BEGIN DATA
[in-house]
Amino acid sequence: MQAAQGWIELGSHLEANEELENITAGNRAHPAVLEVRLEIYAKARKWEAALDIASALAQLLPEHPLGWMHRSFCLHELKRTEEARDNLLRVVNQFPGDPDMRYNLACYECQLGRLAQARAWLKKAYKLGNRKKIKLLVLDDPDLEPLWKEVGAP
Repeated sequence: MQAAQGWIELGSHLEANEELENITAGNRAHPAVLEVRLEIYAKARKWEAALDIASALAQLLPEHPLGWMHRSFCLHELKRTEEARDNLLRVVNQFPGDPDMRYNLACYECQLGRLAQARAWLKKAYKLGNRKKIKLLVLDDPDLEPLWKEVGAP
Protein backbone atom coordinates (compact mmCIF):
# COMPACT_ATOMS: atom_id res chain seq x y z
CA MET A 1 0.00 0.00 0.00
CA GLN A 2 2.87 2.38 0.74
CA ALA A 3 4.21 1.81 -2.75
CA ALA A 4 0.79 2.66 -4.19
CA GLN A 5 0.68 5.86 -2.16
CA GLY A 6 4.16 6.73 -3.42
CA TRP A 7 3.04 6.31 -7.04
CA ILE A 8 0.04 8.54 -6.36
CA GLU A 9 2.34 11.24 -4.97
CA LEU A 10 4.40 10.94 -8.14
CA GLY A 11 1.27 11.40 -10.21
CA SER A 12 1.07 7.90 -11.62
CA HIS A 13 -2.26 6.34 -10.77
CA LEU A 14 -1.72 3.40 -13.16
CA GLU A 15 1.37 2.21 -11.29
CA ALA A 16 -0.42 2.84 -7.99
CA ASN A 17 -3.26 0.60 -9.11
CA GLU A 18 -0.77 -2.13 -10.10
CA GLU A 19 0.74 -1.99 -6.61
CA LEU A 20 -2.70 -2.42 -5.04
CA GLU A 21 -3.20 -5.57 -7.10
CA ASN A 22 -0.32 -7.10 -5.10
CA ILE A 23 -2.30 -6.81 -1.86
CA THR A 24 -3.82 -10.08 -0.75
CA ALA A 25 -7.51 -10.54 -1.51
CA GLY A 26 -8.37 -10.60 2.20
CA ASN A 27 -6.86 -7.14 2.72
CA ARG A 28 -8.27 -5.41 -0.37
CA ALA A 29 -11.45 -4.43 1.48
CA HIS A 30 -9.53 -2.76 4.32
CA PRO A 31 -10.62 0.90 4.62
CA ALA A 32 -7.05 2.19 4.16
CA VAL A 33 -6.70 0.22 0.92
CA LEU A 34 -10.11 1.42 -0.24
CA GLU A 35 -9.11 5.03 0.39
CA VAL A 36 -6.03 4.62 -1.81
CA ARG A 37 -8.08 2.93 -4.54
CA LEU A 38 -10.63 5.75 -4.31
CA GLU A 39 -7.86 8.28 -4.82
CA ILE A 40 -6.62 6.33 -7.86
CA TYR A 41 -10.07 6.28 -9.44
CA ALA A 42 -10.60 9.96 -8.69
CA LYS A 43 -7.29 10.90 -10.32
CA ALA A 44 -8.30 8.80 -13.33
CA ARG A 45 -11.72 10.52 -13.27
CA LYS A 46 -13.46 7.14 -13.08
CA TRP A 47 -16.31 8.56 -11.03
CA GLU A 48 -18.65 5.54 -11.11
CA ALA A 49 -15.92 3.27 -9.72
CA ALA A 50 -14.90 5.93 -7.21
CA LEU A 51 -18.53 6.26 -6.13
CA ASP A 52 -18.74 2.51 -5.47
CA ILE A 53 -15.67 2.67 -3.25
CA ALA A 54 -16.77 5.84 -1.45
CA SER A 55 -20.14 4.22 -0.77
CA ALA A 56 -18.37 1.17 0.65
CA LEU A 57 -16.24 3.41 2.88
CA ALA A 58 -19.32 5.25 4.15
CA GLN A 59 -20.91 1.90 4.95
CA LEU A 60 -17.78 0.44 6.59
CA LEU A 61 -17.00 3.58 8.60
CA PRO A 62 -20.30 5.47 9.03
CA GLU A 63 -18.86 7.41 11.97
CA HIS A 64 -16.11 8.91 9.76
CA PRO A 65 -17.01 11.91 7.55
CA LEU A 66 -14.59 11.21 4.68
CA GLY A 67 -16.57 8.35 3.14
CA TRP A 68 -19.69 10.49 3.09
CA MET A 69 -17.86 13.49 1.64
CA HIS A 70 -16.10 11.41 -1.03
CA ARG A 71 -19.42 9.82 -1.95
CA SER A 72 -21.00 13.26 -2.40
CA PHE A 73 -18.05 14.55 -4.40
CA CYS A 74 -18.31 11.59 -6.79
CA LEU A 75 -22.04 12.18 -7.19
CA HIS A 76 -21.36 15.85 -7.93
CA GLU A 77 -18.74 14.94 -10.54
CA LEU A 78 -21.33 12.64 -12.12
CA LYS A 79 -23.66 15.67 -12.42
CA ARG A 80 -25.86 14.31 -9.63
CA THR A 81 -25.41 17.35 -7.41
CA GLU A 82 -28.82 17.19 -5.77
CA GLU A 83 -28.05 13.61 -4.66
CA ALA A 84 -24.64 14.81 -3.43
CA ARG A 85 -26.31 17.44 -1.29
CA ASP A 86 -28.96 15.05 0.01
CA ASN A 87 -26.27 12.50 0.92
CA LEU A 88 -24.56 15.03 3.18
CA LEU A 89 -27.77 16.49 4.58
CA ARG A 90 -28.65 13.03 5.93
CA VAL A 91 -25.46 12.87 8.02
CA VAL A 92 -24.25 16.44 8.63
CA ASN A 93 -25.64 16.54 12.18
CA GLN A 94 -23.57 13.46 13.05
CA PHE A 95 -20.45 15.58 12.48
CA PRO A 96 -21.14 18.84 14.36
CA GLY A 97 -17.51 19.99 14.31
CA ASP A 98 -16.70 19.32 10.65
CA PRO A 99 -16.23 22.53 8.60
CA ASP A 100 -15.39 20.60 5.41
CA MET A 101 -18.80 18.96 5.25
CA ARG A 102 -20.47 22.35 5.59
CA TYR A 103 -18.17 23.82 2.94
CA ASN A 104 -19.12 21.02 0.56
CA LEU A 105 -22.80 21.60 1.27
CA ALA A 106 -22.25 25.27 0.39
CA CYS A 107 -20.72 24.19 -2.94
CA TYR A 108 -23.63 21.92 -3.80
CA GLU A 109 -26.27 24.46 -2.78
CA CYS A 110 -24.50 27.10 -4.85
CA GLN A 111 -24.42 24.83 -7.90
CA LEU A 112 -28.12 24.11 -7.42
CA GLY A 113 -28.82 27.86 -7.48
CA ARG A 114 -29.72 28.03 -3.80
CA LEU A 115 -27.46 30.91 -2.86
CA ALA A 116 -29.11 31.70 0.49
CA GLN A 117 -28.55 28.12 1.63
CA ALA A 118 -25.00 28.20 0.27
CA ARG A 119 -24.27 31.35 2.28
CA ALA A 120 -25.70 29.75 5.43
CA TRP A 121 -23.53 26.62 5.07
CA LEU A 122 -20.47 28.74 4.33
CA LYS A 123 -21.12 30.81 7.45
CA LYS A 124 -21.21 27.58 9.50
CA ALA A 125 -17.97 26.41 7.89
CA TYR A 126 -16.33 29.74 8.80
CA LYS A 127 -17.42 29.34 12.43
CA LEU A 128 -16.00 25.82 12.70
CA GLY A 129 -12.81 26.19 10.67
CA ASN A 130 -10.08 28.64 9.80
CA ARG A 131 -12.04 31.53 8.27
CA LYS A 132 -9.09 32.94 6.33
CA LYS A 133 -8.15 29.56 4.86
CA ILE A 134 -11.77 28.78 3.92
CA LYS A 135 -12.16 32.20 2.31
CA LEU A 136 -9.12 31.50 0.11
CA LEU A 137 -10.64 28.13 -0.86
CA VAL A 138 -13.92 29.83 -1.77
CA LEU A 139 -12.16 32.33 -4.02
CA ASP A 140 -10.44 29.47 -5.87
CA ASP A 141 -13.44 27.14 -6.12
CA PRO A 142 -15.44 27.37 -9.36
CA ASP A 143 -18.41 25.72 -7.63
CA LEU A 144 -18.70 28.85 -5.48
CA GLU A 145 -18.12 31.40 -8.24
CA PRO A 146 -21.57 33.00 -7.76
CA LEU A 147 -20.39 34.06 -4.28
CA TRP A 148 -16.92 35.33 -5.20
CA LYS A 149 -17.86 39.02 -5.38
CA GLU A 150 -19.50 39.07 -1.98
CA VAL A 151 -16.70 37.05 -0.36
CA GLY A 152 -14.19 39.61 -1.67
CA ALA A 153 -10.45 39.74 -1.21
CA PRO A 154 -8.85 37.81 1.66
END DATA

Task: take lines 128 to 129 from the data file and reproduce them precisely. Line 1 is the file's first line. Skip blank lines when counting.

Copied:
CA LYS A 123 -21.12 30.81 7.45
CA LYS A 124 -21.21 27.58 9.50